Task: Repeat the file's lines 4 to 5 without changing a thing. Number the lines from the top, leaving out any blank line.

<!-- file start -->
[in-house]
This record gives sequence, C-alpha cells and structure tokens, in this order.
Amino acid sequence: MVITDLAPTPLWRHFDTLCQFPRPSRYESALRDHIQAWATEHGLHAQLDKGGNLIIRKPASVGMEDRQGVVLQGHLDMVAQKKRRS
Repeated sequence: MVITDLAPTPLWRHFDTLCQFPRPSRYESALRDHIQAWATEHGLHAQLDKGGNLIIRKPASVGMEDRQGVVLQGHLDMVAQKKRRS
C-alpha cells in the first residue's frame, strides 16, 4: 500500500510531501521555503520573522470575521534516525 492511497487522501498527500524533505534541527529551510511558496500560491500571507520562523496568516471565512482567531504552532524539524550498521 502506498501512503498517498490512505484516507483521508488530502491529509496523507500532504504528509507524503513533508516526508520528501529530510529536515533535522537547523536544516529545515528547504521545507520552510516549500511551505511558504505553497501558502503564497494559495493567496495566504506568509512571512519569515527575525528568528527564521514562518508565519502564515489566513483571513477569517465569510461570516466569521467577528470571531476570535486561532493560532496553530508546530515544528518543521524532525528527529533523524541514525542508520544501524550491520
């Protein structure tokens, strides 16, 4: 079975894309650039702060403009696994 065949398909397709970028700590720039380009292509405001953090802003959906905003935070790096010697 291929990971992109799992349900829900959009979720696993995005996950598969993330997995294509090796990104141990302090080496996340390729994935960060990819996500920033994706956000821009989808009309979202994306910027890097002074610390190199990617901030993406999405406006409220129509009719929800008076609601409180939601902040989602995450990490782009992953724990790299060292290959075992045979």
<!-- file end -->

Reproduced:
Repeated sequence: MVITDLAPTPLWRHFDTLCQFPRPSRYESALRDHIQAWATEHGLHAQLDKGGNLIIRKPASVGMEDRQGVVLQGHLDMVAQKKRRS
C-alpha cells in the first residue's frame, strides 16, 4: 500500500510531501521555503520573522470575521534516525 492511497487522501498527500524533505534541527529551510511558496500560491500571507520562523496568516471565512482567531504552532524539524550498521 502506498501512503498517498490512505484516507483521508488530502491529509496523507500532504504528509507524503513533508516526508520528501529530510529536515533535522537547523536544516529545515528547504521545507520552510516549500511551505511558504505553497501558502503564497494559495493567496495566504506568509512571512519569515527575525528568528527564521514562518508565519502564515489566513483571513477569517465569510461570516466569521467577528470571531476570535486561532493560532496553530508546530515544528518543521524532525528527529533523524541514525542508520544501524550491520